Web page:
|The Frankfurt-Tipp rating:|
|Original title:||Spider-Man: Homecoming|
|Genre:||Action, Adventure, Fantasy|
|Production country:||USA 2017|
|Running time:||Approx. 133 min|
After fighting alongside Iron Man (Robert Downey Jr.) against Captain America (Chris Evans) in Berlin, Peter Parker aka Spider-Man (Tom Holland) has tasted blood. He now wants to fight the really big bad guys as an Avenger, too. But Tony Stark has made it clear to him that he is nowhere near ready. And so he has to continue his life between school and preventing trivialities like bicycle thefts. But when he foils a bank robbery in which a mysterious weapon is used, Peter sees his chance has come. He follows the heels of the crooks and comes across the mysterious Vulture (Michael Keaton), who doesn't like to be messed with. And suddenly, it's not just Peter who finds himself in grave danger. And he has to ask himself if he is really ready to be a real superhero.
His cameo appearance in the last Captain America movie foreshadowed that this latest Spider-Man to date would be closer to the popular comic book hero than his predecessors. The fact that Tony Stark was introduced here as a mentor to Peter Parker also heightened anticipation for a new solo appearance by Spidy. And after the last films starring Andrew Garfield, while not really bad, somehow seemed too overstuffed and couldn't find their own tone, Spider-Man: Homecoming seems to have recognized and avoided all those flaws. First things first: the audience isn't bored with yet another origin story here. Except for a small scene where Peter tells us he was bitten by a radioactive spider, the backstory isn't elaborated on at all. His parents also go unmentioned.
Instead, director Jon Watts (Cop Car) focuses on a Peter Parker who is torn between his normal school routine and his superhero ambitions. He's plagued by normal teenage worries, but he'd also like to be in league with the Avengers so he can help not just old ladies in his neighborhood, but all of humanity. Of course, that brings all sorts of turmoil, trouble, and danger. And that's exactly what Watts has done perfectly. His film is a coherent mix of humor and action, of high school comedy and fantasy thriller.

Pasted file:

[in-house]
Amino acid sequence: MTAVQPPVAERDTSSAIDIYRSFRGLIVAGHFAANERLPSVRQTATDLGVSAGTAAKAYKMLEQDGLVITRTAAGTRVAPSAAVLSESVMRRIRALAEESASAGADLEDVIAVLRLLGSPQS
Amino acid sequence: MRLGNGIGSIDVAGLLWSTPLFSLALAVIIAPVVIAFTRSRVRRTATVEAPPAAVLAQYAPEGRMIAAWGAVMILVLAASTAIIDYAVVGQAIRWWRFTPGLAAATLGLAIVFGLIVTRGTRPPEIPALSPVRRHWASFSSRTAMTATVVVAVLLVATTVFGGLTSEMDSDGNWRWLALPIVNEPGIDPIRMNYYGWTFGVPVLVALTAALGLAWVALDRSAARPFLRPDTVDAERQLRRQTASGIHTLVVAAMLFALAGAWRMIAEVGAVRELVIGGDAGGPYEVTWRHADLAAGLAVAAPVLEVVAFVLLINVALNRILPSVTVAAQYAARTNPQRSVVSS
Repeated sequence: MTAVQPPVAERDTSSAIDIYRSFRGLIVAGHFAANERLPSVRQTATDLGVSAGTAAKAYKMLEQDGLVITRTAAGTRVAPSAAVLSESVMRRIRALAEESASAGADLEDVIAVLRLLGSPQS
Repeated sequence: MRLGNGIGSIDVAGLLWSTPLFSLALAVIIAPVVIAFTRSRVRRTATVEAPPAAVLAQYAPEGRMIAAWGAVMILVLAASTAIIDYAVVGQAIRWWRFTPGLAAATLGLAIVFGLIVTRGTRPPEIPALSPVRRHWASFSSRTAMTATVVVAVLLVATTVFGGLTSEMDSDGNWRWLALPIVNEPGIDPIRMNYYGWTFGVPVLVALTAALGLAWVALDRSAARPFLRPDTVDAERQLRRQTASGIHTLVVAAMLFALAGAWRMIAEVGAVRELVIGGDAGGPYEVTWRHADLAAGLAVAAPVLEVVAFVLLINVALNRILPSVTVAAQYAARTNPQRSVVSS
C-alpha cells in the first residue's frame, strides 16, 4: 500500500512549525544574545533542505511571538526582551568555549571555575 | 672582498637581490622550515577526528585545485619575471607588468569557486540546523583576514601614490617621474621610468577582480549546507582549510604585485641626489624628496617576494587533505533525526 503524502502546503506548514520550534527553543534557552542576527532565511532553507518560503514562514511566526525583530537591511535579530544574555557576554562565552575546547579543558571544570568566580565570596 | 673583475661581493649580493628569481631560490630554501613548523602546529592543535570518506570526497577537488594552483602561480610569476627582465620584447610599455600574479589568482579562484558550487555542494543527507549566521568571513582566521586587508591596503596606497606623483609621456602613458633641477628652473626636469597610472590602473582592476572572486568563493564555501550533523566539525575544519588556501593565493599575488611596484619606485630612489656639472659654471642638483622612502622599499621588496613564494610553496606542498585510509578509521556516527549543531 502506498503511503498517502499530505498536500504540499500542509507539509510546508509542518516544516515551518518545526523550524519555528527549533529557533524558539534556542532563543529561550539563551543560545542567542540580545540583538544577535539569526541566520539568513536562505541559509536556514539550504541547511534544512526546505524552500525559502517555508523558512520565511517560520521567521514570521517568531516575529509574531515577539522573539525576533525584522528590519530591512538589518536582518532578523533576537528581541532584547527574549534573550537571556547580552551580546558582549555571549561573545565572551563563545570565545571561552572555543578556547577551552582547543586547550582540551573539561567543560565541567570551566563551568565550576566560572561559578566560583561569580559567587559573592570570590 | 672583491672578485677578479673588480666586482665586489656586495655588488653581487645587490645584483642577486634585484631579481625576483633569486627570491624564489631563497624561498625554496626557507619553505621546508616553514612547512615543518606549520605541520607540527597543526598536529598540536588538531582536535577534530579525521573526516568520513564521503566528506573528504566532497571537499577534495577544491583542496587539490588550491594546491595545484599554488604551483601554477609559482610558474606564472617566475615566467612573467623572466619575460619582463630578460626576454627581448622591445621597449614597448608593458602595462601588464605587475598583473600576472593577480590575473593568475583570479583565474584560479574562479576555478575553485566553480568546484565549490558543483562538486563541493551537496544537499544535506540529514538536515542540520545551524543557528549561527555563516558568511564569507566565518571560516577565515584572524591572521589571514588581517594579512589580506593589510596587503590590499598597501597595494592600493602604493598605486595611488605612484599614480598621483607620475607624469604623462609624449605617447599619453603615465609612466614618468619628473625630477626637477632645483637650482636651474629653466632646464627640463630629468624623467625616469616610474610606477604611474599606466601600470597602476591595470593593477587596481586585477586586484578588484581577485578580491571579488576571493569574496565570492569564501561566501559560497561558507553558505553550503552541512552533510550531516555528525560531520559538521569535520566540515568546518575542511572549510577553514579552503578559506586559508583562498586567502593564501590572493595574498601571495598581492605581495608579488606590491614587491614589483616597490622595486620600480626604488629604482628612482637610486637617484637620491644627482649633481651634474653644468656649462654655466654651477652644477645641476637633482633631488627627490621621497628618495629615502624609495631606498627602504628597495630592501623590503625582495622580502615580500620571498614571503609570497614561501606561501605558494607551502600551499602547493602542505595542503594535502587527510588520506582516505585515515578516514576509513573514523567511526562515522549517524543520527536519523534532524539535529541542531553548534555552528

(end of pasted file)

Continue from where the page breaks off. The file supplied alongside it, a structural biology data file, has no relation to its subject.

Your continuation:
Tom Holland plays Spider-Man between awestruck nervousness - especially in the presence of Tony Stark - and youthful hubris really perfectly. As the film progresses, Peter Parker realizes more and more what he's capable of and where he needs to learn a lot more before he's really ready to take on the responsibility that comes with being a superhero. You really buy into all of that with Tom Holland, which is precisely why he's so convincing not only as Peter Parker, but also as Spider-Man. And that's where the weaknesses were in his predecessors - as much as I liked Tobey Maguire as Spidy.
Spider-Man: Homecoming has realized that it's not just great special effects - and they're really successful here - or lots of action that are needed for a superhero movie to work well. Humor, a recognizable story, and interesting characters are also part of the equation. Vulture, played very well by Michael Keaton, is a good antagonist precisely because he's not out for world domination, but because he has goals that you as a viewer can definitely relate to - even if his methods have to be questioned, of course. And Peter Parker also has a bit more facets than in previous incarnations, because behind the mask he's just still an insecure nerd with everyday worries and problems.
This movie is just fun. It's exciting, funny, rousing and entertaining. And also the scene in or the wonderful gag at the end of the credits underline the very positive overall impression. If you like superhero action with a self-deprecating wink and very likeable characters, you should definitely not miss this movie. Absolutely recommendable!
An article by Frankfurt-Tipp